The F Word

I remember playing around with my friends as a child. We’d spend hours running around and play fighting with each other. It wasn’t a rare occurrence for me to hear remarks such as, “You play like a girl!” or “You hit like a girl!”. As I grew up, I still heard those words, albeit in a different phrasing. “You do this so well for a girl” or “You’re not like other girls” would be dished out as compliments.

As a young woman, I’d often feel conflicted about hearing comments such as this. Sexist remarks in disguise of compliments were so normalized that I felt like I should accept them and be grateful. It made it seem like I was meant to be flattered while being subtly insulted in regards to my femininity. This is one of the reasons why I often struggled to come to terms with femininity.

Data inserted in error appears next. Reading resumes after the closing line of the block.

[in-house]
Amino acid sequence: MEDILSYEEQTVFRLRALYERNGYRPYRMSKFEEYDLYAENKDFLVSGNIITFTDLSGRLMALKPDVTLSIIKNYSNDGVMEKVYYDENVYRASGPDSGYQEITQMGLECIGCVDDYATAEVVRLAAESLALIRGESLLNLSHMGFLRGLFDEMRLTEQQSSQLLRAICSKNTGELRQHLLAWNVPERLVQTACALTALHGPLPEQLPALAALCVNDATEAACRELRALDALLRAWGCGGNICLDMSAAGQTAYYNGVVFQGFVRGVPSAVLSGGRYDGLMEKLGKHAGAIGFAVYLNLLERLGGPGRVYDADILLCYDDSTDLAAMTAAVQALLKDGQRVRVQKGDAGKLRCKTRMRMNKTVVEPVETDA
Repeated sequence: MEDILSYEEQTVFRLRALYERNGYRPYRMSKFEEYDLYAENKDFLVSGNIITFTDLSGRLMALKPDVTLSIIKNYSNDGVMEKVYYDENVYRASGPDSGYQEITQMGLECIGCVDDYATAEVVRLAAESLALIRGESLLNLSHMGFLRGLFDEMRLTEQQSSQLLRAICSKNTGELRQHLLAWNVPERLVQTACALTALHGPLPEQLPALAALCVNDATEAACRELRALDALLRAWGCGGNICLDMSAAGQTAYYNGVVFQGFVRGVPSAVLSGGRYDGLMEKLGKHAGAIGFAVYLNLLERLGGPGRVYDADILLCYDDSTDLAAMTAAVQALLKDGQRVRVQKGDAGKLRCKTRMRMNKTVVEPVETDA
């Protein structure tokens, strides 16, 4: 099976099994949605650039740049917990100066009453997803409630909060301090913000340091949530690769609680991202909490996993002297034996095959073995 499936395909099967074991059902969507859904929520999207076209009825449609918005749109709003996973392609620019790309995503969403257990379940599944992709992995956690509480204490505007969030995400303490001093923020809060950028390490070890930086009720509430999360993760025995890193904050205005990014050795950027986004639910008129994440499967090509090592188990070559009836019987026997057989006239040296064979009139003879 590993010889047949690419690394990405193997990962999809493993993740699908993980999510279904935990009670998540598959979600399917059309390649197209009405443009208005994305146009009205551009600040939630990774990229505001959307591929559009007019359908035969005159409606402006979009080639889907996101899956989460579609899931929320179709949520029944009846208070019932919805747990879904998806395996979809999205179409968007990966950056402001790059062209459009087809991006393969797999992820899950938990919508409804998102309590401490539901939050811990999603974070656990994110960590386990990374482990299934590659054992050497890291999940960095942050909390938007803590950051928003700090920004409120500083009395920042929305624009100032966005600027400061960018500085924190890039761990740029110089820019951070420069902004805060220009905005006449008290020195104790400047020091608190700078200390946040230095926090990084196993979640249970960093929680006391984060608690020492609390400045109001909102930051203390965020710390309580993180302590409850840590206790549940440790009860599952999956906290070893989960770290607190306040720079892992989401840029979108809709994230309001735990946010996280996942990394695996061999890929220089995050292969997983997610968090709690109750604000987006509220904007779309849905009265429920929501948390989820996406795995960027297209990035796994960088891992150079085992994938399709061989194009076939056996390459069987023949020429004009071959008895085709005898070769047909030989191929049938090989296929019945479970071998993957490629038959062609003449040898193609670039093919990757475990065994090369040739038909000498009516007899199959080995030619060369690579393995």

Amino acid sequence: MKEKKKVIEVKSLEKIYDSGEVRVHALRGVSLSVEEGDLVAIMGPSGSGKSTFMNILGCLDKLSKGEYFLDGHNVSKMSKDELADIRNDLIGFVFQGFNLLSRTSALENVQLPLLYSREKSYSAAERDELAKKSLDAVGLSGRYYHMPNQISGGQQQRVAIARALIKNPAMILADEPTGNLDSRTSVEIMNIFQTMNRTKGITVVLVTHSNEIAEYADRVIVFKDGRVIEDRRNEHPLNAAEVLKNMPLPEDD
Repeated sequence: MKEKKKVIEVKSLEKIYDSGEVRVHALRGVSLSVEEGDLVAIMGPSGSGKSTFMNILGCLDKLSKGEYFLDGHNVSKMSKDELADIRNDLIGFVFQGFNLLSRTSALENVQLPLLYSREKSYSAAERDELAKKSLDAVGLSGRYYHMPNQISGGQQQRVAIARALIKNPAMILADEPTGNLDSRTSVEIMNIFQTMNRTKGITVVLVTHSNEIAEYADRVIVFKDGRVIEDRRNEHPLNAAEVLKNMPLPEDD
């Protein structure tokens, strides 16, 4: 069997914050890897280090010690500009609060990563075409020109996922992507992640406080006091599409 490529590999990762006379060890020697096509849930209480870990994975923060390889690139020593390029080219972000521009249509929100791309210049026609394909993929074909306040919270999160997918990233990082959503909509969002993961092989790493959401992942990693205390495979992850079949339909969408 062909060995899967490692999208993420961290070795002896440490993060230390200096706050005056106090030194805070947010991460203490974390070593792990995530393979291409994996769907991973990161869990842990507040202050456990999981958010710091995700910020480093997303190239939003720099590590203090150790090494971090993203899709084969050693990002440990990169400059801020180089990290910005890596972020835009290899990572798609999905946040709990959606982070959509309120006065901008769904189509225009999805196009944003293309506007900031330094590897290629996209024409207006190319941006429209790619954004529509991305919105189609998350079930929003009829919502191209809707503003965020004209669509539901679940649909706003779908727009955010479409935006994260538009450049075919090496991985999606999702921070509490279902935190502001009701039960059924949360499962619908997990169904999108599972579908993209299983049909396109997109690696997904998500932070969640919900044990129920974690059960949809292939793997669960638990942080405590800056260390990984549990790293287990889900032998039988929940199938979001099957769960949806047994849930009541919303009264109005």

Photo by Katherine Hanlon

 

Being feminine is often attributed to certain traits such as weakness, sensitivity and physical appearance, among many others. Certain objects and activities would be assigned as being girly or feminine, and later on be negatively positioned because of being “too feminine”. Pink is too girly. Makeup is too girly. Dressing up and wearing heels is too girly. It can make us feel like we should reject these things to be accepted and taken seriously.

Gendered assumptions such as these are often wrong and deserved to be challenged, especially in a patriarchal society that undermines the feminine and the female. In recent years, I’ve come to terms with a personal realization; we can define our femininity. We don’t have to subscribe to socially constructed ideals of what being a female should be.

 

Photo by Drop the Label Movement

 

Being female or feminine isn’t a bad thing at all. We can like pink and still be strong. We can wear makeup and still be smart. We can dress up and wear high heels, and still be tough. We can be emotionally sensitive and still be rational. We can be feminine and still be feminists. We can choose whatever we want to be. Being more feminine won’t take away who we are inside. It certainly is nothing to be ashamed of. Embrace the things that make you who you are and, if being feminine is part of that, do you!

Photo by Brianna Santellan